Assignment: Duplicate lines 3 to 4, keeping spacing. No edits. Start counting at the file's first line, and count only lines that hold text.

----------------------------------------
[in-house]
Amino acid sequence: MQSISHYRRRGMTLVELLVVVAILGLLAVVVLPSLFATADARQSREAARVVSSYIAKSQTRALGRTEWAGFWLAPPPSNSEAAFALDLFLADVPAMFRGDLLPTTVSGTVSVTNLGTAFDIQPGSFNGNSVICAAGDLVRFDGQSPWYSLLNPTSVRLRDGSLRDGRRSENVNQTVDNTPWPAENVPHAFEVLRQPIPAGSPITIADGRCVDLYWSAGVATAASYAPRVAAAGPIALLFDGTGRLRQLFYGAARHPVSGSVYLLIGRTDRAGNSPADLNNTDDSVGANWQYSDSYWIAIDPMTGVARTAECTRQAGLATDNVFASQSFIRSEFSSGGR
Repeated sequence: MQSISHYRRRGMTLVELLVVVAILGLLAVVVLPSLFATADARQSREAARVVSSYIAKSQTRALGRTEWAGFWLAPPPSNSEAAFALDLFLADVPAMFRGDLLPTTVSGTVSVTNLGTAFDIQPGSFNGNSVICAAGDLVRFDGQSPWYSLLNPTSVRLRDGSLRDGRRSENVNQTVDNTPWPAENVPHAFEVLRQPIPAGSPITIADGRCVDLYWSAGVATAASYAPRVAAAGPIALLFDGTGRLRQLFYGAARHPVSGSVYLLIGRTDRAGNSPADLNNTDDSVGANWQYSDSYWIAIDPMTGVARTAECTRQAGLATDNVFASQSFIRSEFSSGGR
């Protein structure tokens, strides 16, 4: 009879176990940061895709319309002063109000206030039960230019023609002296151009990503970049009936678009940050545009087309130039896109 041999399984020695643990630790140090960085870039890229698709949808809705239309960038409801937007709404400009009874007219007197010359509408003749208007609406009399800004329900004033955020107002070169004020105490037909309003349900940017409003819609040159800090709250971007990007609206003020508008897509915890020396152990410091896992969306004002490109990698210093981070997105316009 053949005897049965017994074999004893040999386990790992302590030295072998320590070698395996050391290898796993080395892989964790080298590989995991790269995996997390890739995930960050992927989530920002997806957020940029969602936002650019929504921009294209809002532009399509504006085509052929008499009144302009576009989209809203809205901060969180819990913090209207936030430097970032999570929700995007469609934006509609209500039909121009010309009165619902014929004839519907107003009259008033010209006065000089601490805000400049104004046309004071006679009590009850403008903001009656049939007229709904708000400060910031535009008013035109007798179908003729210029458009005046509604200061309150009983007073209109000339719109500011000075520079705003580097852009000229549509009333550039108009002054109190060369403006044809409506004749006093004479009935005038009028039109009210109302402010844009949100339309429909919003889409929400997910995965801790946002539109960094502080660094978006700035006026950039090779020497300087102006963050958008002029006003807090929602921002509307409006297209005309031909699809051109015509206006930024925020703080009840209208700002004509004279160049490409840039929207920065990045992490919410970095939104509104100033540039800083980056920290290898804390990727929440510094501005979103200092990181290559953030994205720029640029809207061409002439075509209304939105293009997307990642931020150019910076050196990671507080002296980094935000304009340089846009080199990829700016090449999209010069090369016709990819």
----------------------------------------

Repeated sequence: MQSISHYRRRGMTLVELLVVVAILGLLAVVVLPSLFATADARQSREAARVVSSYIAKSQTRALGRTEWAGFWLAPPPSNSEAAFALDLFLADVPAMFRGDLLPTTVSGTVSVTNLGTAFDIQPGSFNGNSVICAAGDLVRFDGQSPWYSLLNPTSVRLRDGSLRDGRRSENVNQTVDNTPWPAENVPHAFEVLRQPIPAGSPITIADGRCVDLYWSAGVATAASYAPRVAAAGPIALLFDGTGRLRQLFYGAARHPVSGSVYLLIGRTDRAGNSPADLNNTDDSVGANWQYSDSYWIAIDPMTGVARTAECTRQAGLATDNVFASQSFIRSEFSSGGR
């Protein structure tokens, strides 16, 4: 009879176990940061895709319309002063109000206030039960230019023609002296151009990503970049009936678009940050545009087309130039896109 041999399984020695643990630790140090960085870039890229698709949808809705239309960038409801937007709404400009009874007219007197010359509408003749208007609406009399800004329900004033955020107002070169004020105490037909309003349900940017409003819609040159800090709250971007990007609206003020508008897509915890020396152990410091896992969306004002490109990698210093981070997105316009 053949005897049965017994074999004893040999386990790992302590030295072998320590070698395996050391290898796993080395892989964790080298590989995991790269995996997390890739995930960050992927989530920002997806957020940029969602936002650019929504921009294209809002532009399509504006085509052929008499009144302009576009989209809203809205901060969180819990913090209207936030430097970032999570929700995007469609934006509609209500039909121009010309009165619902014929004839519907107003009259008033010209006065000089601490805000400049104004046309004071006679009590009850403008903001009656049939007229709904708000400060910031535009008013035109007798179908003729210029458009005046509604200061309150009983007073209109000339719109500011000075520079705003580097852009000229549509009333550039108009002054109190060369403006044809409506004749006093004479009935005038009028039109009210109302402010844009949100339309429909919003889409929400997910995965801790946002539109960094502080660094978006700035006026950039090779020497300087102006963050958008002029006003807090929602921002509307409006297209005309031909699809051109015509206006930024925020703080009840209208700002004509004279160049490409840039929207920065990045992490919410970095939104509104100033540039800083980056920290290898804390990727929440510094501005979103200092990181290559953030994205720029640029809207061409002439075509209304939105293009997307990642931020150019910076050196990671507080002296980094935000304009340089846009080199990829700016090449999209010069090369016709990819």